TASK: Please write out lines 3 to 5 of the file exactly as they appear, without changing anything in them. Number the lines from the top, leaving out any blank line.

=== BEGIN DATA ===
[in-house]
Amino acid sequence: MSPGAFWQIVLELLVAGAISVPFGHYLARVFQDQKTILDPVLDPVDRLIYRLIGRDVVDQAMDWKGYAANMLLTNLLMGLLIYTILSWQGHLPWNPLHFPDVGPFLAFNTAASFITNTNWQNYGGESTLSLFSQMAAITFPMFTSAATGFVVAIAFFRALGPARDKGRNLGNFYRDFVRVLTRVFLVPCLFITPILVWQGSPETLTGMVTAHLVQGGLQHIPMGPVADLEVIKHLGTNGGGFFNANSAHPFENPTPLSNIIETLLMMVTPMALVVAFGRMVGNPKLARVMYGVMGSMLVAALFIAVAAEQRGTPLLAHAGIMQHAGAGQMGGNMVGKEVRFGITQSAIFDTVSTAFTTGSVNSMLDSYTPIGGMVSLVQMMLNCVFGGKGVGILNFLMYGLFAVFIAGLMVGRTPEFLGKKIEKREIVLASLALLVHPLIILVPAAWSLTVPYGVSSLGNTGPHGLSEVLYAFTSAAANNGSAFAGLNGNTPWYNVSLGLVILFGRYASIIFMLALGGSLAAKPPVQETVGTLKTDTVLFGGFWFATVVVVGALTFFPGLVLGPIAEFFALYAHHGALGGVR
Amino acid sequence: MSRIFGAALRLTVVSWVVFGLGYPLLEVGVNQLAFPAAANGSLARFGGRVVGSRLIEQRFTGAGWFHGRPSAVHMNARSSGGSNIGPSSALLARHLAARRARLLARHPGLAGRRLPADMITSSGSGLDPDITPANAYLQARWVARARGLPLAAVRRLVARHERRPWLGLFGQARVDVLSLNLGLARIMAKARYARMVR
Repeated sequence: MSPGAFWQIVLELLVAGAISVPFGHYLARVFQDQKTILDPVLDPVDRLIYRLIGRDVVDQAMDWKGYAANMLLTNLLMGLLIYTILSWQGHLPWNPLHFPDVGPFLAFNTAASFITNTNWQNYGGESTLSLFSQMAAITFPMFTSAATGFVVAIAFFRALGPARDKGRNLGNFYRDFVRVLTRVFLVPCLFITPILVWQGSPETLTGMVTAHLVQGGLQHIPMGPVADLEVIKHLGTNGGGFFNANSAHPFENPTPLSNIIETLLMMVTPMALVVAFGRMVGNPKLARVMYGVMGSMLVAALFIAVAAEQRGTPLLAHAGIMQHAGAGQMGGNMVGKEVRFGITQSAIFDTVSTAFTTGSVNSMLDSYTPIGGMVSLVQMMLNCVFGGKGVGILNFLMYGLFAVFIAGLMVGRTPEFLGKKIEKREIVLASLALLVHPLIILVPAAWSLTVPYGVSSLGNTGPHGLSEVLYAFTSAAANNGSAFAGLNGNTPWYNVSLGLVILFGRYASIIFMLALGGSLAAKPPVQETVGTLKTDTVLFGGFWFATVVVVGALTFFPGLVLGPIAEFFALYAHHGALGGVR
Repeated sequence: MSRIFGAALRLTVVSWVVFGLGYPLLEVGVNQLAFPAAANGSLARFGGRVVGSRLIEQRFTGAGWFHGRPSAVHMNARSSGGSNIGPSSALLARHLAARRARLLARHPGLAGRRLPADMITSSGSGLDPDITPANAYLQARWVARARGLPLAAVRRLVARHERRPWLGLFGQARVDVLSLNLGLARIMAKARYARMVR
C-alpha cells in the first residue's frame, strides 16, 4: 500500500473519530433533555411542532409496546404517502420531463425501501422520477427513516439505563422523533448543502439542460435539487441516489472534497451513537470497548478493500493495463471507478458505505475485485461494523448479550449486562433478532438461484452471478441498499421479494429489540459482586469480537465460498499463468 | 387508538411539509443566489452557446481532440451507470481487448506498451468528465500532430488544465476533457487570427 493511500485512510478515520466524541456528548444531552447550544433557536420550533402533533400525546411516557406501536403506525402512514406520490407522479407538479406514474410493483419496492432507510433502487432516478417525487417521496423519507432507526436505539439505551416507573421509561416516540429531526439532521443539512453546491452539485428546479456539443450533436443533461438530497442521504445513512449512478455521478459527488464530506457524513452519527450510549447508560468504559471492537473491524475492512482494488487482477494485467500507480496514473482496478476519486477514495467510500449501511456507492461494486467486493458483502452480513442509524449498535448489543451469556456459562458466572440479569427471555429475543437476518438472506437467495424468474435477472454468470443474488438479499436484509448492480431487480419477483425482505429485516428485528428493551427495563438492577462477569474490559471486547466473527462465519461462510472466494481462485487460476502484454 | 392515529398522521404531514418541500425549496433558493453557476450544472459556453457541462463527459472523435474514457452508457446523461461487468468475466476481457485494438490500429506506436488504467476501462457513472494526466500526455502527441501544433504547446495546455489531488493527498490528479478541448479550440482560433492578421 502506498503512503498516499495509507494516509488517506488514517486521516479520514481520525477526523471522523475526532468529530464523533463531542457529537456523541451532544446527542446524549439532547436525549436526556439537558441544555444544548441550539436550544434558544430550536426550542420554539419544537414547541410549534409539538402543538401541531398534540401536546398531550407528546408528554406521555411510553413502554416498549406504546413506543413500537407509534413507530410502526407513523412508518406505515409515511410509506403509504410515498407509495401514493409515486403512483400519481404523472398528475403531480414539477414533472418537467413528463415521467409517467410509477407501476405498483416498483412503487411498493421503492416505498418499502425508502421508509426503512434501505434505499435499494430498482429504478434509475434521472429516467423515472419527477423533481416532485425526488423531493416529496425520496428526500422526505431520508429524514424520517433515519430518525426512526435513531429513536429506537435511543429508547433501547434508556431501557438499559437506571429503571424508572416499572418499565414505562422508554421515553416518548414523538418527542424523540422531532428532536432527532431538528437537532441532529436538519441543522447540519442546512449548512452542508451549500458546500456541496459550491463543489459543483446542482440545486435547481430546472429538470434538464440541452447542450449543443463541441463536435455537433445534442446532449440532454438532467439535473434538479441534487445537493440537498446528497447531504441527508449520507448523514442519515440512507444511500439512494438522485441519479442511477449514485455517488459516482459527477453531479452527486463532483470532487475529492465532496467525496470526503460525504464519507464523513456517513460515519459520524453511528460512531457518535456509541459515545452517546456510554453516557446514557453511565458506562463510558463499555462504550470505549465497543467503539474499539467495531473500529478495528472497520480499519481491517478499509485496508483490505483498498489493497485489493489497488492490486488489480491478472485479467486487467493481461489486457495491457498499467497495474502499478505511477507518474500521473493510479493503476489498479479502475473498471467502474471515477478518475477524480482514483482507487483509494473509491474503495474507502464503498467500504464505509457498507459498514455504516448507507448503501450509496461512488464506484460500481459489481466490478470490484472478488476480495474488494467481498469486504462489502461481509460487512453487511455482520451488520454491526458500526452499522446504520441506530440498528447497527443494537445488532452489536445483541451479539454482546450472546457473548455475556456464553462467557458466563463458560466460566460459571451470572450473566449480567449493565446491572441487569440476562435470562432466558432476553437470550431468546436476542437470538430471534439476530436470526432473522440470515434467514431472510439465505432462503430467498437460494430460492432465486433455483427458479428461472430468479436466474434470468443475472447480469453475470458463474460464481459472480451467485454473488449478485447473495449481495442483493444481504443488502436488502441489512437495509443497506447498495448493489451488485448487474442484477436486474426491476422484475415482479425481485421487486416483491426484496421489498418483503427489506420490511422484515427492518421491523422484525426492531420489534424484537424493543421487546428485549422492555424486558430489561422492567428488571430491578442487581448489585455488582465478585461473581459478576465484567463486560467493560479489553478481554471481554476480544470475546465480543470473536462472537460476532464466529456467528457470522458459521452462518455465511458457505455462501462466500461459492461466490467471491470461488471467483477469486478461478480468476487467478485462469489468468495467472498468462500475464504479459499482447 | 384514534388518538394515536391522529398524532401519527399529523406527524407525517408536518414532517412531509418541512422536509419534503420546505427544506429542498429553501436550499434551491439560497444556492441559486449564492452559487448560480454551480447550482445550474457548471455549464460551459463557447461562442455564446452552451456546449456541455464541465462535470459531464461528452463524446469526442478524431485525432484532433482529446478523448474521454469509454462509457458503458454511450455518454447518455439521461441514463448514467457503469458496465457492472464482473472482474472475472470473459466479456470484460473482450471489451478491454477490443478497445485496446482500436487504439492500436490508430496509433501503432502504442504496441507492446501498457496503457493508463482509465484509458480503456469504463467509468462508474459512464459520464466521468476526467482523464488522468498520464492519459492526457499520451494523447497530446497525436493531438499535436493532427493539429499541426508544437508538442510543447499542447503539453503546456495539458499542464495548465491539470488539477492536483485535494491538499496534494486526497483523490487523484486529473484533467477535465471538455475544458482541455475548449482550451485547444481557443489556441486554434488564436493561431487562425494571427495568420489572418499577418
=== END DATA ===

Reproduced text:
Amino acid sequence: MSRIFGAALRLTVVSWVVFGLGYPLLEVGVNQLAFPAAANGSLARFGGRVVGSRLIEQRFTGAGWFHGRPSAVHMNARSSGGSNIGPSSALLARHLAARRARLLARHPGLAGRRLPADMITSSGSGLDPDITPANAYLQARWVARARGLPLAAVRRLVARHERRPWLGLFGQARVDVLSLNLGLARIMAKARYARMVR
Repeated sequence: MSPGAFWQIVLELLVAGAISVPFGHYLARVFQDQKTILDPVLDPVDRLIYRLIGRDVVDQAMDWKGYAANMLLTNLLMGLLIYTILSWQGHLPWNPLHFPDVGPFLAFNTAASFITNTNWQNYGGESTLSLFSQMAAITFPMFTSAATGFVVAIAFFRALGPARDKGRNLGNFYRDFVRVLTRVFLVPCLFITPILVWQGSPETLTGMVTAHLVQGGLQHIPMGPVADLEVIKHLGTNGGGFFNANSAHPFENPTPLSNIIETLLMMVTPMALVVAFGRMVGNPKLARVMYGVMGSMLVAALFIAVAAEQRGTPLLAHAGIMQHAGAGQMGGNMVGKEVRFGITQSAIFDTVSTAFTTGSVNSMLDSYTPIGGMVSLVQMMLNCVFGGKGVGILNFLMYGLFAVFIAGLMVGRTPEFLGKKIEKREIVLASLALLVHPLIILVPAAWSLTVPYGVSSLGNTGPHGLSEVLYAFTSAAANNGSAFAGLNGNTPWYNVSLGLVILFGRYASIIFMLALGGSLAAKPPVQETVGTLKTDTVLFGGFWFATVVVVGALTFFPGLVLGPIAEFFALYAHHGALGGVR
Repeated sequence: MSRIFGAALRLTVVSWVVFGLGYPLLEVGVNQLAFPAAANGSLARFGGRVVGSRLIEQRFTGAGWFHGRPSAVHMNARSSGGSNIGPSSALLARHLAARRARLLARHPGLAGRRLPADMITSSGSGLDPDITPANAYLQARWVARARGLPLAAVRRLVARHERRPWLGLFGQARVDVLSLNLGLARIMAKARYARMVR